Jason Salzenstein, guardian to a fifth-grader in a district in Washington, says communication from his child’s school is “abhorrent. ... I get a call during dinner about important events happening the next day,” he said. “And if I pick up, I’m left scrambling for a pen and paper to make a note.” He would like the school to have an active campaign to distribute information on a timely basis, including Facebook or a website so he could view the school calendar.
Many parents prefer electronic communications to printed materials. Elizabeth Springer, a parent in Washington, noted that even when schools are on the ball, kids are unreliable in delivering paper newsletters. “Most of the time they collect dust in lockers or (end up at) the bottom of a backpack,” she said.
Spring Roll, a parent who works in a school district, also mentioned the late notice, “until I realized it was usually a teacher that volunteered to put together the flyers from home in his or her off time,” she said. “They are doing their best with what resources they have.”
Technology is a good thing, right?
Parents are as unique as kids with very different approaches to technology and communications. Springer appreciated how her son’s new school handles it. “They send regular e-newsletters and emails with links to check on student grades or daily homework assignments as well as reminders about eld trips and in-service days.”
Jacob Pickett, who has two children in Washington’s Shoreline School District, prefers paper flyers since his email inbox typically has 50-75 new emails a day. “It is easier to accidentally delete or ignore one of 10 emails that I get from any given sender than it is to pick up a piece of paper and throw it away,” he said.
However, most parents preferred technology when it was available, according to a survey. Roll loves her school’s interactive site, Skyward. “It shows all homework assigned and turned in, along with test scores and announcements from teachers associated with my son,” she said. “They also send home his folder with the same announcements for the families without Internet access.”
Roll also prefers the digital tools.
“The website is great, especially when my daughter was in high school,” she said. “The answer to, ‘Do you have all your homework done?’ was always a resounding ‘yes’ ... which was not always the truth. It was another way to hold her accountable.”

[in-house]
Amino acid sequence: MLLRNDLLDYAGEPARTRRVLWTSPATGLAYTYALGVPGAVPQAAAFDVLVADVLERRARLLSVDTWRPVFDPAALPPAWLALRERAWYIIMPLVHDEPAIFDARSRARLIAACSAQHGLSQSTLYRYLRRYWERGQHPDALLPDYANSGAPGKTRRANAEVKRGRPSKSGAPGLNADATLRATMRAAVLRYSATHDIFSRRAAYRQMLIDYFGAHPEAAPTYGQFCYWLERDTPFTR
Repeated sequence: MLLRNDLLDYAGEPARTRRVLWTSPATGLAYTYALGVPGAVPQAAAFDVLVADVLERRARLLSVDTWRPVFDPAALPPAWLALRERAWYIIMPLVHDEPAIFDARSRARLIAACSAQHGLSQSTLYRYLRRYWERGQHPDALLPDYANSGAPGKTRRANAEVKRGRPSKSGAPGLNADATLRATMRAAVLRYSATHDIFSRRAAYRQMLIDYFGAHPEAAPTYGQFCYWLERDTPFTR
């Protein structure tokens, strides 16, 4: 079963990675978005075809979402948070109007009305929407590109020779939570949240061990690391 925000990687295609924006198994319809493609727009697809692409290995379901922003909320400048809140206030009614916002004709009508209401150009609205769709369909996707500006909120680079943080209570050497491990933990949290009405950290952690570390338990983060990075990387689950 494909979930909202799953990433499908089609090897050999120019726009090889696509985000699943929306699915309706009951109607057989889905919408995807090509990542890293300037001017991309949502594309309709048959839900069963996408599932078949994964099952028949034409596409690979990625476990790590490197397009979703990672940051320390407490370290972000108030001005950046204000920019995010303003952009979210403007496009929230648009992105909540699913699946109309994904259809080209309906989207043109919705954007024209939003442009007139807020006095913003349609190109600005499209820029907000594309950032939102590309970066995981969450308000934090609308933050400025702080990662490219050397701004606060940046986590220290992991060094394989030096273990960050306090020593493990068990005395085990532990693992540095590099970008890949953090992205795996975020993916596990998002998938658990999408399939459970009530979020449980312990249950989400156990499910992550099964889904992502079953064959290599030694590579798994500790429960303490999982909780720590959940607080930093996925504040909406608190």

Leah Finneseth-Meyers, a parent and first-grade teacher, recommends the program PowerSchool. “Parents can log on and see all the grades,” she explained. “For upcoming events, we get text messages, emails and paper copies.”
Focus on the basics
To find the best tools for your school community, know your audience and focus on the basics. Make sure you have the right contact information and that parents can update that information when it changes.
“I would say the biggest hurdle was getting equal communication in split homes,” Spring noted about her stepson’s school. “It took a few years to get them up-to-date with all of the new parent contact info and we found one house was always out of the loop with school schedules. It never fully got resolved at his elementary school.”
Starting fresh when he graduated to junior high was the only thing that finally solved the problem, she said.
Parents understand that teachers and staff have a lot of responsibilities
While all of the parents in this article pointed out what their schools could do better, they also recognized that there are other factors at work. Pickett recognized that schools make decisions that affect all families and need to include those who don’t have the same access to resources.
Finneseth-Meyers has parent volunteers make the paper copies for families who want flyers.
Knowing what combination of tools work best for your specific community of parents and what resources are available leads to effective communications.
Parents also can be a source of help you may not know you needed. Jacob Livshultz, a high school history teacher in the Bronx (N.Y.), noted, “all school communication is because someone needs money, time or assistance concerning something that they do not have the time, resources or wherewithal to do without.” School communications are essential in finding parent help for school needs.
As someone who works in marketing and design, Salzenstein suggested that a marketing-oriented parent might be able to update templates used for creating flyers.
Whether your school is using all the up-to-date technology for communications or lags behind, parents appreciate the effort and are supportive of any methods used to improve the way they interact with their child’s school. When asking whether to send flyers or texts, maybe the best answer is to ask the parents.
Contributed by Megan J. Wilson, freelance writer and communications consultant, Los Angeles, Calif.